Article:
Radiation Protection.

Our industries are in safe hands with Radiation Protection Officers

Safety development in Radiological and Nuclear protection techniques

The worldwide use of man-made ionising radiation and radioactive sources is now widespread and increasing. The use of nuclear techniques continues to grow and benefit society in various industries:

  • Agriculture,
  • Medicine,
  • Oil and Gas Exploration, Production and Distribution Operations, and
  • Academic and Scientific Research.

Irradiation is used worldwide for many purposes, including preserving foods and sterilisation processes to eradicate diseases. Ionising radiation is widely used in the diagnosis and treatment of various conditions. Industrial radiography is widely used to examine welding and to detect cracks and microscopic bubbles in metallic pipes, tanks, and other devices to help prevent the failure of engineered structures.

However, scientists have discovered that exposure to an acute dose of ionising radiation can cause clinical damage to the human body’s cells due to DNA damage. In addition, long term studies of populations exposed to ionising radiation have demonstrated that such exposure can cause malignant growths. Due to these risks, all activities involving radiation exposure shall be subjected to specific National and international safety standards to protect radiation workers, the public and the environment from exposure to ionising radiation.

In recent years there has been an increase in the importation of radioactive sources used in different fields such as medicine, agriculture, industry, energy production, oil and gas and research.

The use of radioactive materials must be governed by the national entity of the country and the regulations imposed by the IAEA (International Atomic Energy Agency) for the safe usage and transportation of radioactive materials.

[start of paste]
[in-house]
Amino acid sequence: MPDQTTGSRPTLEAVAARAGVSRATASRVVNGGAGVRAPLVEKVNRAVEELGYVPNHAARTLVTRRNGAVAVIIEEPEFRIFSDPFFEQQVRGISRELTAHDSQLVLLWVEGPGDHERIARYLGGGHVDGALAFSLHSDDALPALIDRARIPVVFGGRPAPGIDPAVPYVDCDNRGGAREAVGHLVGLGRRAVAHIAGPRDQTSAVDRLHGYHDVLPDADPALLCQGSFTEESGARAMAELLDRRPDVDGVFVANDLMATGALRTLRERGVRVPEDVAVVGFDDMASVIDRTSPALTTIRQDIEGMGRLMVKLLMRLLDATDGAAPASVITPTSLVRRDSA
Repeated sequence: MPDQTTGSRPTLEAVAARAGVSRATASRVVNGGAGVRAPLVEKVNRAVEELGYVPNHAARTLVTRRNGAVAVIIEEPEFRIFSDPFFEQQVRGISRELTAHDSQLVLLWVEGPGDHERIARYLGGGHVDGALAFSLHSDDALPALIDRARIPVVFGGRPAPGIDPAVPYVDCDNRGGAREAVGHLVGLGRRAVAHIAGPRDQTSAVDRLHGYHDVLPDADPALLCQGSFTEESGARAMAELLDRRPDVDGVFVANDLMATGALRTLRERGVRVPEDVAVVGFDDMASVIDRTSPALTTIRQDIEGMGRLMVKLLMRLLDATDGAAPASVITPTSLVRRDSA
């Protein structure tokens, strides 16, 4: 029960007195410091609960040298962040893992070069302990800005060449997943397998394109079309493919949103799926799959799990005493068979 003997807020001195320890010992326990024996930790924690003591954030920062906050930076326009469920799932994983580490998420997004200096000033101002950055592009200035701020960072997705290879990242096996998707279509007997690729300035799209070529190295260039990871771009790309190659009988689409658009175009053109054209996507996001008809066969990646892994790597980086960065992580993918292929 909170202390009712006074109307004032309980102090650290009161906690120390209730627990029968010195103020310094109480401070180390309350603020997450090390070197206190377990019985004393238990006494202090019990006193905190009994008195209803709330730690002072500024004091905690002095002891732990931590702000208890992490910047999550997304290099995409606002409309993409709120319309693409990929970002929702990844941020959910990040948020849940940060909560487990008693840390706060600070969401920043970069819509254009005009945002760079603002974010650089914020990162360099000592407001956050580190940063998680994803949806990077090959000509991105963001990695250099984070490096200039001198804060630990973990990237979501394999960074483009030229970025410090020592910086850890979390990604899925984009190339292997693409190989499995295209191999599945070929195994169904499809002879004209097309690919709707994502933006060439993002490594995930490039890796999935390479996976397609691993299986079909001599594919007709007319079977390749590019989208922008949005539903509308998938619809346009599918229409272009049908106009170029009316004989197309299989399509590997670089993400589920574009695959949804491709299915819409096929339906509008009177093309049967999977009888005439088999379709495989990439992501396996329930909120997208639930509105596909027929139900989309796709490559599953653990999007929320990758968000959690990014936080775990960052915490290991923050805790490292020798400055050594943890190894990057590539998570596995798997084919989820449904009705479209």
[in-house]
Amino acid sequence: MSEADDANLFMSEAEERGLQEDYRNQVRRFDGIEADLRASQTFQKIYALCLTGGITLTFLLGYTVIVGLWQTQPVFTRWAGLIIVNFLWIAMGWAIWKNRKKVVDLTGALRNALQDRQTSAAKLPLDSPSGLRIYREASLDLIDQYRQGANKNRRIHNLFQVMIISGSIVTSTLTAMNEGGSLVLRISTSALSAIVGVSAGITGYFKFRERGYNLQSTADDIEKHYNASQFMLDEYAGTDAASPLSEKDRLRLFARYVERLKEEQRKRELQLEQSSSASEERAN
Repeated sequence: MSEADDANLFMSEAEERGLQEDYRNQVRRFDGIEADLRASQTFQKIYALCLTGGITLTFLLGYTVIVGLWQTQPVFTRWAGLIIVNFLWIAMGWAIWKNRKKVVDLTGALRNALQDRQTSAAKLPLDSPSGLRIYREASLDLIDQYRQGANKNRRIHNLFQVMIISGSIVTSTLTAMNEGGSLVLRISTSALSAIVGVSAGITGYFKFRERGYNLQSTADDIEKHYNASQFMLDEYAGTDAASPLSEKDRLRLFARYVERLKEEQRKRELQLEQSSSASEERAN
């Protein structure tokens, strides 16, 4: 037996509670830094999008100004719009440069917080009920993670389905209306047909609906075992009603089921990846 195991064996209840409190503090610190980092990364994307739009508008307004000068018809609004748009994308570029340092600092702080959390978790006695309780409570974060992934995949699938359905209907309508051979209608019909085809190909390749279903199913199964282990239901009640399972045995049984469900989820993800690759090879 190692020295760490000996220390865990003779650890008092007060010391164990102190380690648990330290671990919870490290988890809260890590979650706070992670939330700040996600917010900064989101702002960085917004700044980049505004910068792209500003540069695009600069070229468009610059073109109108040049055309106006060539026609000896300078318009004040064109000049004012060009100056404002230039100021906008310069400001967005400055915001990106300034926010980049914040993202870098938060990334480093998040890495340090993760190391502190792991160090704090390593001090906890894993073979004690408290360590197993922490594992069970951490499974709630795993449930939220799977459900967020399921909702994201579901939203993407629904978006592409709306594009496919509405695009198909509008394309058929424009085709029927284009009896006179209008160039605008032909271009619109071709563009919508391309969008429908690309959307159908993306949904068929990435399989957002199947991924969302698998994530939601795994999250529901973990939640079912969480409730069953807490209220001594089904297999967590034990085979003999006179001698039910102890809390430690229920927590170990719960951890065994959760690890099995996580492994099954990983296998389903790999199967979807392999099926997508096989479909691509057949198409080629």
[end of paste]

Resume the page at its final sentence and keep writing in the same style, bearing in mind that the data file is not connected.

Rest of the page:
Those national authorities should be competent to set the rules of transportation, use, and disposal of radioactive sources. They should govern the licensing for the bodies of individuals and evaluate the import and export applications of radioactive sources or devices and the management of any radioactive wastes or emergencies.

Many of these authorities develop or are in the process of developing a regulatory framework for Radiation Protection Officers exam for those individuals who will manage the radioactive sources within their workplace.

Below is a list of the radiation and nuclear regulators in the Middle East and Europe.

  • United Arab Emirates: The Federal Authority for Nuclear Regulation (FANR).
  • Egypt: The Egyptian Nuclear and Radiological Regulatory Authority (ENRRA).
  • Oman: Oman Peaceful Nuclear Technology Office Ministry of Foreign Affairs.
  • Qatar: Qatar Radiation & Chemical Protection Department Ministry of Environment.
  • Bahrain: Bahrain Environmental Control Directorate.
  • Saudia Arabia: Nuclear and Radiological Regulatory Commission (NRRC).
  • Jordan:  Jordan Nuclear Regulatory Commission.
  • Kuwait: Kuwait Ministry of Health, Radiation Protection Department.

You can browse more of the international nuclear regulators from the links below.

https://www.irdp-online.org/organization/participants

http://www.ensreg.eu/members-glance/national-regulators